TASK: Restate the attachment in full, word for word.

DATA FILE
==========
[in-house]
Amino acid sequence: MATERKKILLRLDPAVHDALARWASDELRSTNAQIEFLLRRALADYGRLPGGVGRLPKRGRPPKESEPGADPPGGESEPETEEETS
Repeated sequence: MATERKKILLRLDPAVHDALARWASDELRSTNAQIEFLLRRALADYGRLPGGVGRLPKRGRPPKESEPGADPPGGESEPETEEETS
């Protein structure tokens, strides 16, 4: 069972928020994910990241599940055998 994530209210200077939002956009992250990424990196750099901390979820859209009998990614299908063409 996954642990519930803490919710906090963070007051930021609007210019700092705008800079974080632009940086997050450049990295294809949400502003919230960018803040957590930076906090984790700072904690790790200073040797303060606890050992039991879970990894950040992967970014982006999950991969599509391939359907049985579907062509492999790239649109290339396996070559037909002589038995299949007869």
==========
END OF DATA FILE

[in-house]
Amino acid sequence: MATERKKILLRLDPAVHDALARWASDELRSTNAQIEFLLRRALADYGRLPGGVGRLPKRGRPPKESEPGADPPGGESEPETEEETS
Repeated sequence: MATERKKILLRLDPAVHDALARWASDELRSTNAQIEFLLRRALADYGRLPGGVGRLPKRGRPPKESEPGADPPGGESEPETEEETS
């Protein structure tokens, strides 16, 4: 069972928020994910990241599940055998 994530209210200077939002956009992250990424990196750099901390979820859209009998990614299908063409 996954642990519930803490919710906090963070007051930021609007210019700092705008800079974080632009940086997050450049990295294809949400502003919230960018803040957590930076906090984790700072904690790790200073040797303060606890050992039991879970990894950040992967970014982006999950991969599509391939359907049985579907062509492999790239649109290339396996070559037909002589038995299949007869």